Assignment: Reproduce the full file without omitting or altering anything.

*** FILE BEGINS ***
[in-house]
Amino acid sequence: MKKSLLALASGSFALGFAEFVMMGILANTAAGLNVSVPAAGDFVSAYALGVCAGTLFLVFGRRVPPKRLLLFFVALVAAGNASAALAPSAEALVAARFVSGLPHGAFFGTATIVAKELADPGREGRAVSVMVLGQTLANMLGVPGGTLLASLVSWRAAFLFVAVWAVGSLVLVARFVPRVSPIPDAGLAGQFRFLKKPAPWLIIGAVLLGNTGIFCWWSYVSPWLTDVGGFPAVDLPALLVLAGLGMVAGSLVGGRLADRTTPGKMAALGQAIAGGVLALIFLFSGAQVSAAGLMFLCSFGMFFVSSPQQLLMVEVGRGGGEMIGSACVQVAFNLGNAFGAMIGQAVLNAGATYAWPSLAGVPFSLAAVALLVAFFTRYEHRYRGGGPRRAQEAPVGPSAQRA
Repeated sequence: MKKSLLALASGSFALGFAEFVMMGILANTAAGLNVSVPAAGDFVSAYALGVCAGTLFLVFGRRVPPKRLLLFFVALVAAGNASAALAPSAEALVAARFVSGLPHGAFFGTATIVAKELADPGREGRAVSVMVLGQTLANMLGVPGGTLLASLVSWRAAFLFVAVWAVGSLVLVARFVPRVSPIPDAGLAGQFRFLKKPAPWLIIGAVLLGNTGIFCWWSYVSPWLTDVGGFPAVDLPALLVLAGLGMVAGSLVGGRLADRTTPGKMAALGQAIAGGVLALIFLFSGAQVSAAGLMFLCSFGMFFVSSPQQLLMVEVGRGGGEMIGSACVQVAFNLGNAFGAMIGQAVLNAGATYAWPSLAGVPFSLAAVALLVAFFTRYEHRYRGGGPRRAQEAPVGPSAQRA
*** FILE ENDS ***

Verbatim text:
[in-house]
Amino acid sequence: MKKSLLALASGSFALGFAEFVMMGILANTAAGLNVSVPAAGDFVSAYALGVCAGTLFLVFGRRVPPKRLLLFFVALVAAGNASAALAPSAEALVAARFVSGLPHGAFFGTATIVAKELADPGREGRAVSVMVLGQTLANMLGVPGGTLLASLVSWRAAFLFVAVWAVGSLVLVARFVPRVSPIPDAGLAGQFRFLKKPAPWLIIGAVLLGNTGIFCWWSYVSPWLTDVGGFPAVDLPALLVLAGLGMVAGSLVGGRLADRTTPGKMAALGQAIAGGVLALIFLFSGAQVSAAGLMFLCSFGMFFVSSPQQLLMVEVGRGGGEMIGSACVQVAFNLGNAFGAMIGQAVLNAGATYAWPSLAGVPFSLAAVALLVAFFTRYEHRYRGGGPRRAQEAPVGPSAQRA
Repeated sequence: MKKSLLALASGSFALGFAEFVMMGILANTAAGLNVSVPAAGDFVSAYALGVCAGTLFLVFGRRVPPKRLLLFFVALVAAGNASAALAPSAEALVAARFVSGLPHGAFFGTATIVAKELADPGREGRAVSVMVLGQTLANMLGVPGGTLLASLVSWRAAFLFVAVWAVGSLVLVARFVPRVSPIPDAGLAGQFRFLKKPAPWLIIGAVLLGNTGIFCWWSYVSPWLTDVGGFPAVDLPALLVLAGLGMVAGSLVGGRLADRTTPGKMAALGQAIAGGVLALIFLFSGAQVSAAGLMFLCSFGMFFVSSPQQLLMVEVGRGGGEMIGSACVQVAFNLGNAFGAMIGQAVLNAGATYAWPSLAGVPFSLAAVALLVAFFTRYEHRYRGGGPRRAQEAPVGPSAQRA